I’m not going to sugar coat it, so here goes… most inventor product pitches stink, and it has nothing to do with the invention.
The trouble is that many inventors misunderstand what’s important about their ideas to the person they are pitching it to.
Here are 5 mistakes people make when pitching an idea for licensing:
5. Too Long. Many pitches I am sent to review are wayyyy too long and share wayyyy share way too much detail for an invention submission. Imagine walking up to someone you want to date and trying to make a good first impression by handing them your autobiography. OMG TMI… A good product pitch is short, concise and targeted to the person you’re giving it to. Your goal is to engage the interest the other person in your solution so you can open a dialogue. Then you can answer their questions and share all those wonderful details and facts that prove why your product is a perfect fit for them right now.
4. Too Self Centered. Inventors often get so caught up in what their invention means to them, they can’t resist sharing their flash-of-genius stories when pitching their products. You have a limited amount of time in which to get your idea across to that decision maker so don’t spend it fluffing your ego. General rule: only explain how you came up with the idea when someone asks.
3. Not Personalized. You private goal might be to get ANYONE to license your idea, but you certainly don’t want to come across that way. When you present your idea to a company take the time to customize your pitch just for them. This might be as simple as adding their logo, but to have the best shot at landing this deal make sure you do your homework. You want to understand and then share why this company alone is so perfectly situated to take advantage of your opportunity.
2. Not Grounded in Reality. Nothing lets a seasoned product manager know they are dealing with an unrealistic inventor faster than hearing one of these phrases: “Everyone needs this!” or “There’s nothing on the market like it!”. These phrases show that either you haven’t done your research or your idea has no market. Make sure to learn the real size of your market along with who your competitors are so you can position your product accordingly.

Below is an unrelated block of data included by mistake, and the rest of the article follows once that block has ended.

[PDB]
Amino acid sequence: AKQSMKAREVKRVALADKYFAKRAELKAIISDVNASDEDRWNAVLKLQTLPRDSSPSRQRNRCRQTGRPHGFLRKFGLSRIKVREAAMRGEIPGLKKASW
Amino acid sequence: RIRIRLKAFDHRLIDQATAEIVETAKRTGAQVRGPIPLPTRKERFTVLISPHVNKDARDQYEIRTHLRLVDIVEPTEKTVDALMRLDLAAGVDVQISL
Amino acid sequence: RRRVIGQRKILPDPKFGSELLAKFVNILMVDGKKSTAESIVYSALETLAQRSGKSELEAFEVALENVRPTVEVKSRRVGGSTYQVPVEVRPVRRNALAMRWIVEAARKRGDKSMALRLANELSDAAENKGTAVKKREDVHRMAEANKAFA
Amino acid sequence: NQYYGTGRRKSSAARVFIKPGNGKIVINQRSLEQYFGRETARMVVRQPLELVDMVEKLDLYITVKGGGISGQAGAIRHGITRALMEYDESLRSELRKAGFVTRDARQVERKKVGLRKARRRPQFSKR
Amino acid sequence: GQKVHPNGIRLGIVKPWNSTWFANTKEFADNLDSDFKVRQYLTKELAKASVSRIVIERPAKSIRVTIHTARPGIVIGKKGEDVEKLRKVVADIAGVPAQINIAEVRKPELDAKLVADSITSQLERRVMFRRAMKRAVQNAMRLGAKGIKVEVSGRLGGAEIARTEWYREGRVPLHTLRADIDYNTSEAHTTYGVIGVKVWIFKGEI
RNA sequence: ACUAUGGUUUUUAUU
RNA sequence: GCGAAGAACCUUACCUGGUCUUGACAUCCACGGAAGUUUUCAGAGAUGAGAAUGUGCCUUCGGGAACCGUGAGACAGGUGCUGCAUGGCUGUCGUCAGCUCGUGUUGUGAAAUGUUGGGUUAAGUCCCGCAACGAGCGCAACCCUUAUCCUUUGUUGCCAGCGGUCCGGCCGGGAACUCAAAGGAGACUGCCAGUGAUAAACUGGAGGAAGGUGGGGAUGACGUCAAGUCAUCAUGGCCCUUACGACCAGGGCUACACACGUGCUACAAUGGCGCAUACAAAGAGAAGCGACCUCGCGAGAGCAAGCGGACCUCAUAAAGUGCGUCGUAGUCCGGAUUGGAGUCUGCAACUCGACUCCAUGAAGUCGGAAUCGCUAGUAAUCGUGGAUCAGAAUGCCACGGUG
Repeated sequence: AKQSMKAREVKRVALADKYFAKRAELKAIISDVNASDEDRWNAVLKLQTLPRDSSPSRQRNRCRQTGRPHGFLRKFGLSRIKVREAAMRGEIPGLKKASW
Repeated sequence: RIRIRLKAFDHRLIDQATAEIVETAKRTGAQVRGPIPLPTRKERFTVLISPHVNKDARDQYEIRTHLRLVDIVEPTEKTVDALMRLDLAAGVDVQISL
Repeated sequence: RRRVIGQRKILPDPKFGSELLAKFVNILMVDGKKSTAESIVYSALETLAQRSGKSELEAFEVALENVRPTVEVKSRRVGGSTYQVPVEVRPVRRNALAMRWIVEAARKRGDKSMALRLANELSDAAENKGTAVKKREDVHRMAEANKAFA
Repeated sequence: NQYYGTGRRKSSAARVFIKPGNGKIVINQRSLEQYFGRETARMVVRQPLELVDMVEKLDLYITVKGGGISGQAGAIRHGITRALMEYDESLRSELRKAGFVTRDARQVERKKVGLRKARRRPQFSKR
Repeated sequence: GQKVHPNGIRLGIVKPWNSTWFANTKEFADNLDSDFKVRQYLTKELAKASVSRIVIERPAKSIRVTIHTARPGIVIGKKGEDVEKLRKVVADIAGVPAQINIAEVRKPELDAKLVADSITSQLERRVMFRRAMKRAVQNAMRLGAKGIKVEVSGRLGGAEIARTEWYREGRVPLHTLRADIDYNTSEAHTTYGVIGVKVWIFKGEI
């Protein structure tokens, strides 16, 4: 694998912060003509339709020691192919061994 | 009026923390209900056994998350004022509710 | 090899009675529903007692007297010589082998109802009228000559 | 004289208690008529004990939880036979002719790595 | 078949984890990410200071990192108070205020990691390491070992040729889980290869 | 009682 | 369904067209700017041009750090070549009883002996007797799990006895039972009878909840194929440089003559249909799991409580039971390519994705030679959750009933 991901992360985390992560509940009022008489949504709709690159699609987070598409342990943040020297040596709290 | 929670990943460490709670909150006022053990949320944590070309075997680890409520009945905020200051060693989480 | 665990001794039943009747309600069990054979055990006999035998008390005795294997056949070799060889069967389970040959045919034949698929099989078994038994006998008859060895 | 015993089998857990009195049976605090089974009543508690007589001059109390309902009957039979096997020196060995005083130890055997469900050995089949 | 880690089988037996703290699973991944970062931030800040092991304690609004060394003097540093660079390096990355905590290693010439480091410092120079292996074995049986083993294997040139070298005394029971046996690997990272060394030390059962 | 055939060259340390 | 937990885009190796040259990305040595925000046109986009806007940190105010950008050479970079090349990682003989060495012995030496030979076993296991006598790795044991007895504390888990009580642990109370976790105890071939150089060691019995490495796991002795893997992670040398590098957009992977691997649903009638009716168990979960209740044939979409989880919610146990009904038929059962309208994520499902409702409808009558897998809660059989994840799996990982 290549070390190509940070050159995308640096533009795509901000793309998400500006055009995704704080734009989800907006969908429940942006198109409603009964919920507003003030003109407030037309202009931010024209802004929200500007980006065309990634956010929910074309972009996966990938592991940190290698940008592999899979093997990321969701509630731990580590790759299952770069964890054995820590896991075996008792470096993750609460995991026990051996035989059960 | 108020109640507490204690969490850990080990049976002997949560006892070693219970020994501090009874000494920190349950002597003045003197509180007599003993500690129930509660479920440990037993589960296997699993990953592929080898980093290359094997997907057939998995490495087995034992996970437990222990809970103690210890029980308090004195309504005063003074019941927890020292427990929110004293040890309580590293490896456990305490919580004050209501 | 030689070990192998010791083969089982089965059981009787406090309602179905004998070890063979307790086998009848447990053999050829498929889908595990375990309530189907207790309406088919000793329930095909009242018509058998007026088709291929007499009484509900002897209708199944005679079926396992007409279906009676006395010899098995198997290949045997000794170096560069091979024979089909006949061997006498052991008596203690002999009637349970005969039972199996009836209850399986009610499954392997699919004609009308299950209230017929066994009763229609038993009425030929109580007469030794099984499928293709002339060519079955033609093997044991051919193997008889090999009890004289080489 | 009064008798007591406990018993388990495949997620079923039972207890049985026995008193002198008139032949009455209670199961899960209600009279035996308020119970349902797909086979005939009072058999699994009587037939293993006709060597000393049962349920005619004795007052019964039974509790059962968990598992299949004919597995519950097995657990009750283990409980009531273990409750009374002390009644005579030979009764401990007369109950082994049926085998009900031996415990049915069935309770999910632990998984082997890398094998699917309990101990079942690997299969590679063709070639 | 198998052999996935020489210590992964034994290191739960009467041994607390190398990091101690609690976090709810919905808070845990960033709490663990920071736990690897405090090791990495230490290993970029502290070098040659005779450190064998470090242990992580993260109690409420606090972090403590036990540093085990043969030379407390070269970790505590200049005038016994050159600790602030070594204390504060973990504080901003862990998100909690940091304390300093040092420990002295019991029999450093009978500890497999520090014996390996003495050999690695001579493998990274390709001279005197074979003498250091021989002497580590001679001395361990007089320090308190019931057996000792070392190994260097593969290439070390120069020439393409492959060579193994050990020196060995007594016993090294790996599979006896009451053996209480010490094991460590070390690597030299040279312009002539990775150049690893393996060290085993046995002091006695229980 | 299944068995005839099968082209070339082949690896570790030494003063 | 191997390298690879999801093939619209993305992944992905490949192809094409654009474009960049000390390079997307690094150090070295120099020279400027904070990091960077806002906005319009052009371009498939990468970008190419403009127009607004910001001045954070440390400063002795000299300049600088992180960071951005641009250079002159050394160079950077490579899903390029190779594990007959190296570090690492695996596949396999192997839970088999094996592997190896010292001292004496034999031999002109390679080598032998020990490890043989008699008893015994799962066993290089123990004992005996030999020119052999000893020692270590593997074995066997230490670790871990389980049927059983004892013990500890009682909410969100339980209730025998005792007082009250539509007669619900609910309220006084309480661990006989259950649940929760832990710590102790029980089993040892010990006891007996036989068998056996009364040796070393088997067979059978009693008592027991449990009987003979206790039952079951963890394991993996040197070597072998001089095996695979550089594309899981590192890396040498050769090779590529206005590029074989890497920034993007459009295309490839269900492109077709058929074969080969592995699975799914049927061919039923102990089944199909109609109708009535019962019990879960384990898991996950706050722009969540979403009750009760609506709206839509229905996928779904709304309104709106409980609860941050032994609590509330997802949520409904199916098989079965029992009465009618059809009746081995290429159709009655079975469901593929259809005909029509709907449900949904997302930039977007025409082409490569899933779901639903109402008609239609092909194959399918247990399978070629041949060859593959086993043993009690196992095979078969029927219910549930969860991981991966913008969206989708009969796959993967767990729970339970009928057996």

1. Missed Mark. Inventors almost always share why the customer needs their invention, but many forget to answer the next biggest “why” question. Why is your product a fit for the company you are pitching it to? Will your idea expand an existing product line, take market share and retail space away from a big competitor, or perhaps allow them to expand in to a complementary category? The better job you do answering these questions the easier it is to get this company to give you that ‘Yes’ you’ve been working for.
Your invention may be just what your target company is looking for. Make sure to spend the time and effort editing your pitch to clearly communicate the opportunity.
To get more information on how to create a perfect pitch for your product, log in and check out the PitchPak module of the Inventors Blueprint training program.